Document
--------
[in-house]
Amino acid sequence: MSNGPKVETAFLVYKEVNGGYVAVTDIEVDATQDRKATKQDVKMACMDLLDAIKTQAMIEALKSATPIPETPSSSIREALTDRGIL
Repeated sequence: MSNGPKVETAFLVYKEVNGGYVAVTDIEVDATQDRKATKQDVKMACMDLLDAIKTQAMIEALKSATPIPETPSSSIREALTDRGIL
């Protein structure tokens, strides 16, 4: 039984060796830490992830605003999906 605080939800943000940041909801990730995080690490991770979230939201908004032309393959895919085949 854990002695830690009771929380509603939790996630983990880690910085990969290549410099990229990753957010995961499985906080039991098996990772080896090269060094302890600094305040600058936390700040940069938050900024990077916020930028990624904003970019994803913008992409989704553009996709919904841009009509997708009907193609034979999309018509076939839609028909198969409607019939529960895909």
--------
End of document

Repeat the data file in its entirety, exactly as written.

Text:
[in-house]
Amino acid sequence: MSNGPKVETAFLVYKEVNGGYVAVTDIEVDATQDRKATKQDVKMACMDLLDAIKTQAMIEALKSATPIPETPSSSIREALTDRGIL
Repeated sequence: MSNGPKVETAFLVYKEVNGGYVAVTDIEVDATQDRKATKQDVKMACMDLLDAIKTQAMIEALKSATPIPETPSSSIREALTDRGIL
């Protein structure tokens, strides 16, 4: 039984060796830490992830605003999906 605080939800943000940041909801990730995080690490991770979230939201908004032309393959895919085949 854990002695830690009771929380509603939790996630983990880690910085990969290549410099990229990753957010995961499985906080039991098996990772080896090269060094302890600094305040600058936390700040940069938050900024990077916020930028990624904003970019994803913008992409989704553009996709919904841009009509997708009907193609034979999309018509076939839609028909198969409607019939529960895909």